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3 possible (albeit ridiculous) reasons women are less likely to get CPR from bystanders


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If someone needs CPR, should their gender matter? Of course not! You, an upstanding human, would obviously lend a helping, potentially life-saving hand (and rescue breath) to someone who’s suffering, but unfortunately the same courtesy might not be extended to you, according to a new study.

The research, which the Associated Press reports was published in Journal of the American College of Cardiology, claims that women are less likely than men to receive CPR from a bystander, thus increasing the likelihood that they die of cardiac arrest in a public place. While 45 percent of men in need were given CPR, only 39 percent of women received the same treatment—and, ultimately, men were 23 percent more likely to survive.

While 45 percent of men in need were given CPR, only 39 percent of women received the same treatment—and, ultimately, men were 23 percent more likely to survive.

Though this news might sound about as ludicrous as a $400 Keurig for juice, the 20,000 countrywide cases don’t lie. And the bystanders’ reasoning for avoiding CPR on women is even more eyebrow-raising.

Scroll for 3 reasons women are less likely to get CPR from bystanders.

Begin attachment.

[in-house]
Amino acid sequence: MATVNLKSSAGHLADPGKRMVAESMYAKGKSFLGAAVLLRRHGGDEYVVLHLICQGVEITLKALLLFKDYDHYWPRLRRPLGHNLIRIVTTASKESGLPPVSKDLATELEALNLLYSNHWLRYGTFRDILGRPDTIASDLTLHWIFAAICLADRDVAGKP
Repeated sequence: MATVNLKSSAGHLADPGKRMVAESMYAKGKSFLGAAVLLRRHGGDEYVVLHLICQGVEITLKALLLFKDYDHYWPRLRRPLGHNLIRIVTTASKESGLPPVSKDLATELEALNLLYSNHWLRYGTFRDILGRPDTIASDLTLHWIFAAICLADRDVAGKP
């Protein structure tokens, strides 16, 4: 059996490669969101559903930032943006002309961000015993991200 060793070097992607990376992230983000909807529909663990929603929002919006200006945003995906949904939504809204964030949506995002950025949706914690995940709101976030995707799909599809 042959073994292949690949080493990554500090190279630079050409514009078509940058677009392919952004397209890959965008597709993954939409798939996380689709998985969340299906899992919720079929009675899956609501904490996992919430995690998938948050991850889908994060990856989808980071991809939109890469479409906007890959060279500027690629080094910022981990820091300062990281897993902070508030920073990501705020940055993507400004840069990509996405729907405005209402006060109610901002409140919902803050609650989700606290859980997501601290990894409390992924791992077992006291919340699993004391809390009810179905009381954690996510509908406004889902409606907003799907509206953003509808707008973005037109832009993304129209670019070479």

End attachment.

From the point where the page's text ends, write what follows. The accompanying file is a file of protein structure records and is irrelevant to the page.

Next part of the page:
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1. It might be painful

Honestly, CPR probably doesn’t feel great on anyone—man or woman. But even though it’s a life-or-death situation, people are still squeamish about using the technique, because they’re afraid of hurting the woman: “It can be kind of daunting thinking about pushing hard and fast on the center of a woman’s chest,” study author Audrey Blewer told the Associated Press.

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2. It’s invasive

Some people worry about crossing boundaries of privacy and modestly in order to effectively perform CPR. But, according to study author Benjamin Abella, no clothes need to be removed, and no privacy needs to be violated.

“You put your hands on the sternum, which is the middle of the chest. In theory, you’re touching in between the breasts,” Abella said.

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3. Training is lacking

It’s also possible that bystanders don’t how to perform CPR on a woman. Think about it: Any certification class you might’ve taken probably involved a male-torso mannequin—so, clearly the use of “woman-nequins” is overdue.

The American Heart Association reports CPR can double—or even triple!—the odds of someone surviving a cardiac arrest, so it’s time to make sure all people are properly taken care of in a time of need. There are plenty of opportunities for certification through the American Red Cross, so consider educating yourself during this giving season as a means to help someone down the line.

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